Now that Joe Biden has emerged the winner of the 2020 US presidential elections, despite the protests of the incumbent Donald Trump, speculation is rife over who will emerge as leaders of his administration, particularly in foreign policy.
While any president is mandated primarily to tackle internal challenges, this will be especially true for President-elect Biden. He will be dealing with the need to contain Covid-19, especially as the US now has had more than 11.1 million cases and 264,000 deaths, along with millions economically impacted.
When it comes to foreign policy, multilateralism and economic co-operation will be crucial. And while Mr Biden has clear policies on championing multilateralism and a number of other issues – including a return to the Paris climate agreement – other policies remain unclear. Particularly when it comes to his approach to the Middle East. Beyond his commitment to renegotiating a nuclear deal with Iran, little is known about how Mr Biden will steer his policies in the region. Some speculate that the new administration will build on the legacy of Barack Obama, as Mr Biden played an active role as his vice president. However, one thing is certain: the world Joe Biden and his administration will inherit is markedly different from the one with which Barack Obama finished his presidency.
Mr Biden will come into office as the Arab world marks the end of a tumultuous decade since the start of the Arab uprisings. While internal dynamics, local government decisions and regional alliances played central roles in how those uprisings unfolded and ended, the American role was of great significance.
The term “leading from behind” was used to describe the US approach to Libya, as the superpower shyly led the coalition to remove Muammar Qaddafi with no plans for the “day after”. In Syria, the now-famous walk back from the “red line” of the use of chemical weapons allowed Syrian President Bashar Al Assad and his allies to quell the uprising there. Continued lukewarm American support for the opposition, however, meant that internal strife went on for years without a resolution. Furthermore, it was during Mr Obama’s first year in office that the Iran also witnessed an uprising, the leaders of which remain under house arrest to this day.
In Iraq, Mr Obama was clear on his disengagement from the country, handing oversight of developments there to Mr Biden. Numerous sources confirm that it was Mr Biden who supported a new term for Nouri Al Maliki as Iraq’s prime minister in 2010, even though the non-sectarian, nationalist list of Ayad Allawi won a larger number of seats in the elections. Mr Biden and his allies in government were keen to support Mr Al Maliki, believing a politician who claims to represent a sectarian majority was more representative for Iraq. The sectarian prism in approaching Middle Eastern politics, adopted largely under the presidency of George W Bush and continued under Mr Obama, led to major divisions in the region. It has been damaging to both the region and to America’s standing there. A focus on sovereign, state-led relations ought to replace one on sectarianism.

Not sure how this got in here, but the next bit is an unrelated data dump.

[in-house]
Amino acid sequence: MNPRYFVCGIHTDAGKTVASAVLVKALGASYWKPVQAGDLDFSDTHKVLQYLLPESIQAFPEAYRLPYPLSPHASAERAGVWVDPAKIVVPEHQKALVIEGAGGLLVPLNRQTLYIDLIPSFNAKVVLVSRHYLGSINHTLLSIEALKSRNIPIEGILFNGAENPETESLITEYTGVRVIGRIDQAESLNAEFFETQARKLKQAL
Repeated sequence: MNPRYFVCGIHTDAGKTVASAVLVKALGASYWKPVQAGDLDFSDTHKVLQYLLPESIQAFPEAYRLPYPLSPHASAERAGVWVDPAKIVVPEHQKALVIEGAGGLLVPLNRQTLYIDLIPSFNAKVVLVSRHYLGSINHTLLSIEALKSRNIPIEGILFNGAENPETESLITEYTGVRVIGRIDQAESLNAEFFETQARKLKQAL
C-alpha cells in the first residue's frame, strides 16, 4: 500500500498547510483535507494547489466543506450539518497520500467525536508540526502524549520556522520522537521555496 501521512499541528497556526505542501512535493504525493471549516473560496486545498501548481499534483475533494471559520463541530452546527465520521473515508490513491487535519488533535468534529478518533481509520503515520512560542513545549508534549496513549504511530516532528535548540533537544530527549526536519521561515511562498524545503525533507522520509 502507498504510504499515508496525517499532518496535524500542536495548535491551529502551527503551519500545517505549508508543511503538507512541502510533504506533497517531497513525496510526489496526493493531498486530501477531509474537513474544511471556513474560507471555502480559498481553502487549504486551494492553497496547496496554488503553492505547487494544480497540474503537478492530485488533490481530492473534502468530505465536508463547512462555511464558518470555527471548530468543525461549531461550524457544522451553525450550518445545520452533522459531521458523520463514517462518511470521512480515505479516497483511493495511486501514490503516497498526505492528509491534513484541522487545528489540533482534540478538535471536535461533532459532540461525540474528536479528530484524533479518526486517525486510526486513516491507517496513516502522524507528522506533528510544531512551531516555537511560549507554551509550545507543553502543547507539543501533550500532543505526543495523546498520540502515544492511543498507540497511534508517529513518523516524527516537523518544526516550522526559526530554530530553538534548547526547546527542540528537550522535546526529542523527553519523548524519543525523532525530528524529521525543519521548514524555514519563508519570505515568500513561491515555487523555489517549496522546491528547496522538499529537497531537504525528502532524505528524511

During Mr Trump’s presidency, less emphasis was given to sectarian and internal divisions the Middle East, with a renewed focus on national interests and how they would fit in with American interests. That is one direct method that many in the region support and seek to continue.
While 10 years is too brief a timespan for a historical take on what happened in Syria, Egypt, Libya, Yemen and beyond, it has represented a lifetime of events for the people in the Middle East. Just like hopes and dreams have been dashed in countries like Syria, Libya and Yemen, so too have hopes in the role that the US can play in the region.
Some American officials believe that Arab and regional expectations of the US are unrealistic. That may be so. But the US continues to have unparalleled influence. Mr Biden and those working on his foreign policy agenda must understand how this region has changed, particularly in 2020.
The most high-profile and possibly strongest Iranian military leader was killed on January 3 of this year by an American drone strike, putting Iran on the back foot for the first time. The killing of Quds Force commander General Qassem Suleimani did not lead to renewed sectarian strife. Rather, it led to further pressure on sectarian entities.
A government in Iraq was formed beyond sectarian dogma and the Shia-Islamist Dawa party no longer controls the office of the Prime Minister. Lebanon is on the brink of economic collapse, but Hezbollah and its Amal supporters have now accepted entering into talks with Israel.
The concept of deterrence in the region has changed, as has the idea of peace, with the signing of the Abraham Accords. All this at a time that countries across the region are grappling with economic stresses, demanding better governance and competence.
Officials in the Arab world are quite clear-eyed on the pressing issues that Mr Biden will face when he gets to the White House – and realise that there are no silver bullets from Washington. But America’s approach and actions, especially in the first few weeks of the new administration, will be of utmost importance. Understanding the realities on the ground, rejecting sectarianism as an organising principle for the region and working with countries responding to the needs of their people will require clear signals and diplomacy.
Mina Al-Oraibi is editor-in-chief of The National